So you've decided to take your love of diving to the next level by joining the ranks of scuba diving professionals, and becoming a Divemaster! You know what you want (to become a DM), but the difficult decision is where to actually do it and how to do it? Most dive shops offer you your Divemaster certificate on an intern basis, where candidates spend anything from a month to six months learning the ropes, so choosing the right shop is an important decision - after all it's going to be your new home. Here's some top tips on choosing the right dive shop.
You are going to be spending a lot of time in one place, so pick somewhere you know you will enjoy! You may know a local dive shop that you have a great rapport with, where you can do you Divemaster training over weekends whilst still working. However, many people choose to go abroad, either for the new experience, or because diving isn't so popular in their home country. Perhaps somewhere you've been before, but if not, at least do your research. If you're jetting off abroad, think about weather, water temperature, languages spoken and culture. The kind of diving the area offers can also be a deciding factor. Does it fit with your love of wrecks? Or your keen eye for macro? You will be diving nearly every day, so it makes sense to be doing dives that you know you will love.
Then the Dive Centre
Once you are decided on your location, be it a country or even a particular town or Island, it's time to weigh up the shops in the area. If it is somewhere you have already been, you may already have a preference for a shop, and in that case you can contact them directly and ask about Divemaster programs.If you are heading somewhere you have never been, take a look on some of the shop's websites and see what courses they offer. Do they actually offer the Divemaster course? If you know you want to progress to instructor, do they run an IDC? How are their Tripadvisor ratings and comments on Facebook?
To start with it's sensible to send out some emails, and let shops know you are interested in a Divemaster program. Their reply can give you an indication on how professional and organised the shop is, and also if there are any "hidden" requirements, such as Divemaster Trainees not having any tattoos on show (this was a reply I actually received, so for me I had to rule the shop out!). If you have any questions, don't be afraid to ask! Also, it's not uncommon to request that you be put in contact with previous or current Divemaster Trainees, and then you can get a first hand account about what life as an intern really entails. Utilise all of the dive loving ladies connected through Girls Love Scuba Facebook page, and ask if anyone has experience with some of the shops you are interested in!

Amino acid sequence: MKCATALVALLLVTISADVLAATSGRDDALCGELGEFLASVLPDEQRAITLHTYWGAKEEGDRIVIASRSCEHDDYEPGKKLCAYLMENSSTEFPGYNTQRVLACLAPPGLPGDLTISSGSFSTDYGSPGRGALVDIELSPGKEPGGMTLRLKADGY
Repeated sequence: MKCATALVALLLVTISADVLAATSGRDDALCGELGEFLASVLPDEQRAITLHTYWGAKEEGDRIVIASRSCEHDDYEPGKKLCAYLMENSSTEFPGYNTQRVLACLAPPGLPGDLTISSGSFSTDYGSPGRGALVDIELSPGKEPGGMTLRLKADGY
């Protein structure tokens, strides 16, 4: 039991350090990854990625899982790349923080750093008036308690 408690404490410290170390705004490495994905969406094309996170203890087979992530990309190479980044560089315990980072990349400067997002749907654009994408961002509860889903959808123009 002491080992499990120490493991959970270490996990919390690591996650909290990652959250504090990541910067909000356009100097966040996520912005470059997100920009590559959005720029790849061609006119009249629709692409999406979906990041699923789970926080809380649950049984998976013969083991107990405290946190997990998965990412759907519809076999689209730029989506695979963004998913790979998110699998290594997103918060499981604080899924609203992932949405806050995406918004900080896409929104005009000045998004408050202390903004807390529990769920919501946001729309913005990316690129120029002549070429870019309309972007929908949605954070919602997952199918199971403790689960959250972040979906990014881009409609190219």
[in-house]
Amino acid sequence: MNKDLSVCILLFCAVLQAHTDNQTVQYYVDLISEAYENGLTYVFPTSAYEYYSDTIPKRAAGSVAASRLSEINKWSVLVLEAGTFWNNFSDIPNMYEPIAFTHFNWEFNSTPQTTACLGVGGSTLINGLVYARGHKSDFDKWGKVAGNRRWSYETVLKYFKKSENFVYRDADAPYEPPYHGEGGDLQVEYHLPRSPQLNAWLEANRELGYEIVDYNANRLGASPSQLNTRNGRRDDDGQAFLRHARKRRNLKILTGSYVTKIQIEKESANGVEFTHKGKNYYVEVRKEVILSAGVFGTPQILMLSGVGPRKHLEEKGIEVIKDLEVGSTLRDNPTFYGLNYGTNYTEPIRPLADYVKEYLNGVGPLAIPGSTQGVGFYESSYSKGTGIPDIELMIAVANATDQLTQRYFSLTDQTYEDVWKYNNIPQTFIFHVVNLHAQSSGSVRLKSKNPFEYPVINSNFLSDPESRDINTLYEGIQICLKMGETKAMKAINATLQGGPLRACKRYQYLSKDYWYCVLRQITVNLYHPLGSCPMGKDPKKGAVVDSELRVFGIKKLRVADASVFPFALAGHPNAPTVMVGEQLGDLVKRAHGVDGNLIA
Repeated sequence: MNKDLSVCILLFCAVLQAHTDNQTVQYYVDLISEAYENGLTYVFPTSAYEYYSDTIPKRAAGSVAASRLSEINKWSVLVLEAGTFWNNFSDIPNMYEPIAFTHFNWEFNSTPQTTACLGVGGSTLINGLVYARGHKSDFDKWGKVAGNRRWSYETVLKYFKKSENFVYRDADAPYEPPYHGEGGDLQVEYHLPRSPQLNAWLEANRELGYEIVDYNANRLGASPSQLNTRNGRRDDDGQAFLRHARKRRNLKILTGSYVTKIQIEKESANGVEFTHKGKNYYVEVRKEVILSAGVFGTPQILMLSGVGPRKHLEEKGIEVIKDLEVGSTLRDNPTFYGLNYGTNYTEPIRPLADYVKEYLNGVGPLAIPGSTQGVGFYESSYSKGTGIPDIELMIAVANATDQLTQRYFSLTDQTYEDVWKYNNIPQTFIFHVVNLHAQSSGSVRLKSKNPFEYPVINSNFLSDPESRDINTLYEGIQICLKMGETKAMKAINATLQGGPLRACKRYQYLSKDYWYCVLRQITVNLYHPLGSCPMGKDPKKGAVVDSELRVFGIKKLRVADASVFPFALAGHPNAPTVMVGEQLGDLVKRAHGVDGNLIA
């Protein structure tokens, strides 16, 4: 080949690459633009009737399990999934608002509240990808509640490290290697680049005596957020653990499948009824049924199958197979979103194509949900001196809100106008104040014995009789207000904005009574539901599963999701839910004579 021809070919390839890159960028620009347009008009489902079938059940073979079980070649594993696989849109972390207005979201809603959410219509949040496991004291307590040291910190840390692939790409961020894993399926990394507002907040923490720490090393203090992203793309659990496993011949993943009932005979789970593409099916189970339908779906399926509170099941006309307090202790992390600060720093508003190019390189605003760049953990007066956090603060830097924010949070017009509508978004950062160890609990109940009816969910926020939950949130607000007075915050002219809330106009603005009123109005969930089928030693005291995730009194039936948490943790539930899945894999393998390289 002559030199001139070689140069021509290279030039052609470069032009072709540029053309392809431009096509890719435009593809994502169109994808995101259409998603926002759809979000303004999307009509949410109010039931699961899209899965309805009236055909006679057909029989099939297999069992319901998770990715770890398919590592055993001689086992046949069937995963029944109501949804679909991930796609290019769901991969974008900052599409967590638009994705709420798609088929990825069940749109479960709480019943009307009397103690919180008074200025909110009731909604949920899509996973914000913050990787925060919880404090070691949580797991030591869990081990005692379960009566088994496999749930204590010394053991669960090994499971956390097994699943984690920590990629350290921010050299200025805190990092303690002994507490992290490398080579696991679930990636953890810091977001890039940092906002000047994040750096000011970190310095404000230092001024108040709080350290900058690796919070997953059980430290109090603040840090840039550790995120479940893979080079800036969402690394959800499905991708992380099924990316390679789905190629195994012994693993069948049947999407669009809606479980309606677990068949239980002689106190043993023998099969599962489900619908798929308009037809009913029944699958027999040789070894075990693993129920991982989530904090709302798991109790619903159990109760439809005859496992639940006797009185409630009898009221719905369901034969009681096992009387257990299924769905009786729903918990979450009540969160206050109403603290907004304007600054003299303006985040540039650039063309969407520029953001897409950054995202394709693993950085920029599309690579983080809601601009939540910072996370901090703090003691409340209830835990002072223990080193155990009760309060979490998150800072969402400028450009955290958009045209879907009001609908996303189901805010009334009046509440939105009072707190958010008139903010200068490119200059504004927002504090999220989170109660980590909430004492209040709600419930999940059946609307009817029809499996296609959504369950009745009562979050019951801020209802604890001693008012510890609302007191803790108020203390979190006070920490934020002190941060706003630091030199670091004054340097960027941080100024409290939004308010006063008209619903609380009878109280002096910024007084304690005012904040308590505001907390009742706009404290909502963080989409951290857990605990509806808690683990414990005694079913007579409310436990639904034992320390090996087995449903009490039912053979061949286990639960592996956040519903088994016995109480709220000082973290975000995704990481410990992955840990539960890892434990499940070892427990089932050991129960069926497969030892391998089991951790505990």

What to Expect
All Divemaster internships are different, and sometimes no amount of questions really prepare us for the reality. Try to find out how much time you will spend diving, and how much time you will be spending in the shop. Is accomodation provided? Are you expected to be outside trying to entice customers? Will you get days off? All these things you can at least ask in advance. The general opinion I have found from people who have completed their divemaster is that it was hard work, but very fun. You can expect no day to be the same, and last minute changes become the norm. You'll ache in places you've never ached before during the first few days, as a result of carrying A LOT of tanks, and you'll set up, break down and wash equipment so often you will eventually be able to do it wth your eyes closed. Don't let it put you off though, as you will make friendships that will last for life, learn more about diving than you ever thought possible, and spend most of your working day on a beach, boat or in the ocean, making all the hard work worth it!
Many people want to do their Divemaster as cheap as possible, but remember "nothing in life comes for free". If a shop is desperately trying to entice Divemaster Interns with free courses, even free meals or accomodation, ask yourself why no one is choosing to pay to become a proffesional with them? Generally, these kind of ploys are aimed at getting interns who will work much longer and harder, effectively giving the shop free labour, whilst the level of teaching you recieve is usually low. As a general rule of thumb, the longer your internship, the less you will pay, and also the more experience you will gain! If you are on a budget, remember to factor in rent, food, overall living costs in the country you choose, equipment needed and insurance, as these things will probably add up to more than you actually pay for the internship.
There will be times when you are ready to pack it in, feel under appreciated and over worked, and start to question if you've made a poor decision. Take time to think rationally, and remember why you started your Divemaster! It isn't supposed to be a walk in the park, but if you really feel you are close to quitting, or are being unfairly treated, speak to whoever is in charge before making any decision. Remember, the shop wants you to become a Divemaster, and Dive Master Trainees are extremely valuable to them, so most problems will at least try to be resolved!
About the Author
Demi is currently in Costa Rica doing a Divemaster Internship, and will progress to Instructor. Follow her diving journey through her blog at demidives/wordpress.com. She enjoys writing about diving and travel, and can be contacted at email@example.com